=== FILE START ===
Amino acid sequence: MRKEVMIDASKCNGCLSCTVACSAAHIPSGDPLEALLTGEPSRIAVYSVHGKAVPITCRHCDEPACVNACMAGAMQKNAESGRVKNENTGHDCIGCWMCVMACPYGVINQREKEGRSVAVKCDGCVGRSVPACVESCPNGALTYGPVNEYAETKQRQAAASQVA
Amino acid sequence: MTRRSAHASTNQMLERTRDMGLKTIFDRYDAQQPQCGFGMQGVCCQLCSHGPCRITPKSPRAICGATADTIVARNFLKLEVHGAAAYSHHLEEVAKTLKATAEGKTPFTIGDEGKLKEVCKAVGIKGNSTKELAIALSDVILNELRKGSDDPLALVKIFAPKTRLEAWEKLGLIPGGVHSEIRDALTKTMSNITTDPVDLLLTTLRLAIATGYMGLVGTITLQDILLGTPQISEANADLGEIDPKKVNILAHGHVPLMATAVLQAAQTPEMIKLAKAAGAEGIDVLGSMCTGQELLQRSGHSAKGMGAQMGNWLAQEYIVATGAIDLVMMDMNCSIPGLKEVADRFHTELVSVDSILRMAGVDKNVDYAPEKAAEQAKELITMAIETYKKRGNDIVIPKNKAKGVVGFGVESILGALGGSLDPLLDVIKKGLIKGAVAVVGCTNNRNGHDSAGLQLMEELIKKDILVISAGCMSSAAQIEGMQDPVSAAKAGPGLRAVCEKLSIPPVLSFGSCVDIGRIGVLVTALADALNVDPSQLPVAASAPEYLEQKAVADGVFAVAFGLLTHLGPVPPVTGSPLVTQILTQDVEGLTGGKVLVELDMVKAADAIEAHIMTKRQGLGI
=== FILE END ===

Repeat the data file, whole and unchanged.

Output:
Amino acid sequence: MRKEVMIDASKCNGCLSCTVACSAAHIPSGDPLEALLTGEPSRIAVYSVHGKAVPITCRHCDEPACVNACMAGAMQKNAESGRVKNENTGHDCIGCWMCVMACPYGVINQREKEGRSVAVKCDGCVGRSVPACVESCPNGALTYGPVNEYAETKQRQAAASQVA
Amino acid sequence: MTRRSAHASTNQMLERTRDMGLKTIFDRYDAQQPQCGFGMQGVCCQLCSHGPCRITPKSPRAICGATADTIVARNFLKLEVHGAAAYSHHLEEVAKTLKATAEGKTPFTIGDEGKLKEVCKAVGIKGNSTKELAIALSDVILNELRKGSDDPLALVKIFAPKTRLEAWEKLGLIPGGVHSEIRDALTKTMSNITTDPVDLLLTTLRLAIATGYMGLVGTITLQDILLGTPQISEANADLGEIDPKKVNILAHGHVPLMATAVLQAAQTPEMIKLAKAAGAEGIDVLGSMCTGQELLQRSGHSAKGMGAQMGNWLAQEYIVATGAIDLVMMDMNCSIPGLKEVADRFHTELVSVDSILRMAGVDKNVDYAPEKAAEQAKELITMAIETYKKRGNDIVIPKNKAKGVVGFGVESILGALGGSLDPLLDVIKKGLIKGAVAVVGCTNNRNGHDSAGLQLMEELIKKDILVISAGCMSSAAQIEGMQDPVSAAKAGPGLRAVCEKLSIPPVLSFGSCVDIGRIGVLVTALADALNVDPSQLPVAASAPEYLEQKAVADGVFAVAFGLLTHLGPVPPVTGSPLVTQILTQDVEGLTGGKVLVELDMVKAADAIEAHIMTKRQGLGI